1st case:

Without management of the safety padlocks by a qualified personnel, the risks of accident are multiplied in a significant way. Also, the purchase of safety padlocks should not be left to a buyer looking for the best bargains.

Here is a case to illustrate:

In a large factory of Canada, purchasing was done with a local locksmith who offered his padlocks cheaply. Everything was going well until one day, workers discovered that the key to an equipment lock could also unlock another one on the same board. Intrigued, they repeated the same exercise with other padlocks on the same board and managed to find a second key that could unlock the padlock of another equipment in the same sector. The sector in question is at high risk because the workers handled 25Kv and 50Kv.

This was a serious situation.

When the preventionist contacted the locksmith, he told him that the manufacturer kept a registry file of all the padlocks supplied to the factory and that it was the culprit.

It was then that we intervened.

After verification, there was no registry in the name of the company with the manufacturer. Finally, the padlocks were gradually but quickly replaced by padlocks with restricted locks.

The situation was restored without any injuries. And the factory prevention officer is now happy to have an up-to-date registry of all his padlocks.

2nd case:

In another large factory in Canada, the preventionist did a good job in keeping a computerized key registry, but the supplier (a local locksmith) had not been transparent. He had not warned the preventionist that he was providing two sets of padlocks, one with a direct key code and another with a secret key code. But what the preventionist and the supplier did not know was that the key codes were redundant even if the registrations were different.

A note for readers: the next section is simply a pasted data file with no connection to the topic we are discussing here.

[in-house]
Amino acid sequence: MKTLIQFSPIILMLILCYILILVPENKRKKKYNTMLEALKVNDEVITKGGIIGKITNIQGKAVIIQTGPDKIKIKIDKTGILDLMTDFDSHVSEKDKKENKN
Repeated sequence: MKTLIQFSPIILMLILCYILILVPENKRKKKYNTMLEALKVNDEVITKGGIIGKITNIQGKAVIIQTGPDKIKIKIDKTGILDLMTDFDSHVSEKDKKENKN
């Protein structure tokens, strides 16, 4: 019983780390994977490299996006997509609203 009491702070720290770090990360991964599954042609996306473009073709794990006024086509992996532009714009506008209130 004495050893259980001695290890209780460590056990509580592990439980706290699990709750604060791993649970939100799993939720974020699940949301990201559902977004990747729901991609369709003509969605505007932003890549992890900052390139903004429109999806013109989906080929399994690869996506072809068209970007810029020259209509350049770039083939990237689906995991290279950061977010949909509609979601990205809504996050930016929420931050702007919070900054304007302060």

After approaching us for expertise and after carefully examining their records, we discovered that more than 300 workers’ personal locks could unlock another personnal padlock in the factory. Fortunately, there have never been any incidents, but the potential was there.

We have had the conflicting padlocks removed and introduced padlocks with restricted locks.

Now, worker safety has been restored thanks to our intervention.

3rd case:

Some preventionists are attracted to the idea of ​​having a master key in their procedure because they believe that it will prevent them from having to cut the padlocks when they forget or lose a key. However, they are unaware that there is a real danger associated with it.

In fact, for each master key padlock, by mathematical decomposition, more than 30 other keys can unlock it. If we multiply this possibility by the number of padlocks in the factory, we easily understand the risk factor!

The danger increases when a subcontractor arrives with his own padlock because his key, which was not generated by the lockout system in place at the factory, risks unlocking other padlocks in the area where he works.

Rather, we suggest cutting the padlock shackle as they are easily replacable at a lower cost and this greatly reduces the risk of accidents.

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